Zhu et al.

d

XLG2 Functions in Disease Resistance

|

519

Figure 5. Co-Immunoprecipitation Assay Reveals that XLG2 Interacts with AGB1 In Planta. Proteins were extracted from leaves of the 35S::AGB1–FAST transgenic line (AGB1–FAST) and non-transgenic wt plants (wt) infected with Pst avrRpm1. T, total protein extract (wt); IP, immunoprecipitated protein. (A) Detection of AGB1–FAST in the total protein extracts and the immunoprecipitates with the anti-FLAG M2 antibody in immunoblot analysis (upper panel). The lower panel shows Coomassie blue staining of the SDS–PAGE gel containing the same protein samples. (B) Detection of XLG2 in the proteins coimmunoprecipitated by anti-FLAG M2 monoclonal antibody against AGB1–FAST. XLG2 presence in the immunoprecipitate (IP) was detected with anti-XLG2 polyclonal antibodies (upper panel). XLG2 protein in the precipitate was readily detectable. The lane labeled ‘XLG2–FAST’ contains XLG2–FAST protein, which was pulled down from 35S::XLG2–FAST transgenic plants using the anti-FLAG M2 antibody af?nity gel, as a positive control for XLG2 detection in the immunoblot analysis. The lower panel shows Coomassie blue staining of the SDS–PAGE gel containing the same protein samples as the immunoblot.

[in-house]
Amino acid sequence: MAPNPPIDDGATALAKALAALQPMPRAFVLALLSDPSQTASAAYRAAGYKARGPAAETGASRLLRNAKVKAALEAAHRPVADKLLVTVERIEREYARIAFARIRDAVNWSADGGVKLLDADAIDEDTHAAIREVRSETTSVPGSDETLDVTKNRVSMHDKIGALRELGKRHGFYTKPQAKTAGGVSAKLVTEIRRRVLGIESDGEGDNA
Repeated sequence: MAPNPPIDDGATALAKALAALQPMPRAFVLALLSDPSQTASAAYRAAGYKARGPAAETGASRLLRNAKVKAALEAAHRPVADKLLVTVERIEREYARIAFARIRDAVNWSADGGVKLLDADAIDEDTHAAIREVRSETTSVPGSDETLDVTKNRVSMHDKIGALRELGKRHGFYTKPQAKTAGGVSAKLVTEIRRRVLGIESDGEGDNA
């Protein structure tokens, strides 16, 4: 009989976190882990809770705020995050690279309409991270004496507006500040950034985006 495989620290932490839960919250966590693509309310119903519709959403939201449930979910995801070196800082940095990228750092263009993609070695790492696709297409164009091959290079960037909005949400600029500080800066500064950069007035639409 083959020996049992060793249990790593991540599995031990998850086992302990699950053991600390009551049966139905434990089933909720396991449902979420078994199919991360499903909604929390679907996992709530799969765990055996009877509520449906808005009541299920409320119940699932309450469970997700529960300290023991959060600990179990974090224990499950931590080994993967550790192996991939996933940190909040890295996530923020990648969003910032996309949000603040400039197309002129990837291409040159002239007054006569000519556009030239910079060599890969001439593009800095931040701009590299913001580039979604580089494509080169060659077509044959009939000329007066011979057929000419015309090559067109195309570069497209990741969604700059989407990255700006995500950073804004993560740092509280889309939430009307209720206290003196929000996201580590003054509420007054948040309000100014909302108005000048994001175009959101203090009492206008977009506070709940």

rule out the possibility that XLG2 may not interact with AGB1 in uninfected tissues.

Constitutive Overexpression of XLG2 Leads to Constitutive Accumulation of Abnormal Transcripts from DefenseRelated Genes